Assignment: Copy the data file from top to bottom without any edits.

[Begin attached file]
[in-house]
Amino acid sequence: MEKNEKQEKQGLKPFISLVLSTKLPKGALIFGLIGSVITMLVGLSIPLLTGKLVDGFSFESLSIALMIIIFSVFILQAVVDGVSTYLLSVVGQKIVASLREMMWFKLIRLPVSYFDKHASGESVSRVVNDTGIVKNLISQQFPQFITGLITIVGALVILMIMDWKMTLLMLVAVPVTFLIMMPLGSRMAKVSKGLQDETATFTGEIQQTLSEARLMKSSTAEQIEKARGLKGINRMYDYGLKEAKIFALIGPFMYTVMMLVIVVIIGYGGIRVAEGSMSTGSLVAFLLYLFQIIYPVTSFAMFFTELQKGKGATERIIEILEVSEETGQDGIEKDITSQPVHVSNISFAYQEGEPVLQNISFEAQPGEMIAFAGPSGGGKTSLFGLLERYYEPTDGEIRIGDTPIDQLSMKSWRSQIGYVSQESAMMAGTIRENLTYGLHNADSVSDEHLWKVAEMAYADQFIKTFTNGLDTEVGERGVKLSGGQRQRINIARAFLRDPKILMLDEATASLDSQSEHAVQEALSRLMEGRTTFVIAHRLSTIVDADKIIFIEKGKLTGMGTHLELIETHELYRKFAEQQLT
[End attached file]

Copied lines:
[in-house]
Amino acid sequence: MEKNEKQEKQGLKPFISLVLSTKLPKGALIFGLIGSVITMLVGLSIPLLTGKLVDGFSFESLSIALMIIIFSVFILQAVVDGVSTYLLSVVGQKIVASLREMMWFKLIRLPVSYFDKHASGESVSRVVNDTGIVKNLISQQFPQFITGLITIVGALVILMIMDWKMTLLMLVAVPVTFLIMMPLGSRMAKVSKGLQDETATFTGEIQQTLSEARLMKSSTAEQIEKARGLKGINRMYDYGLKEAKIFALIGPFMYTVMMLVIVVIIGYGGIRVAEGSMSTGSLVAFLLYLFQIIYPVTSFAMFFTELQKGKGATERIIEILEVSEETGQDGIEKDITSQPVHVSNISFAYQEGEPVLQNISFEAQPGEMIAFAGPSGGGKTSLFGLLERYYEPTDGEIRIGDTPIDQLSMKSWRSQIGYVSQESAMMAGTIRENLTYGLHNADSVSDEHLWKVAEMAYADQFIKTFTNGLDTEVGERGVKLSGGQRQRINIARAFLRDPKILMLDEATASLDSQSEHAVQEALSRLMEGRTTFVIAHRLSTIVDADKIIFIEKGKLTGMGTHLELIETHELYRKFAEQQLT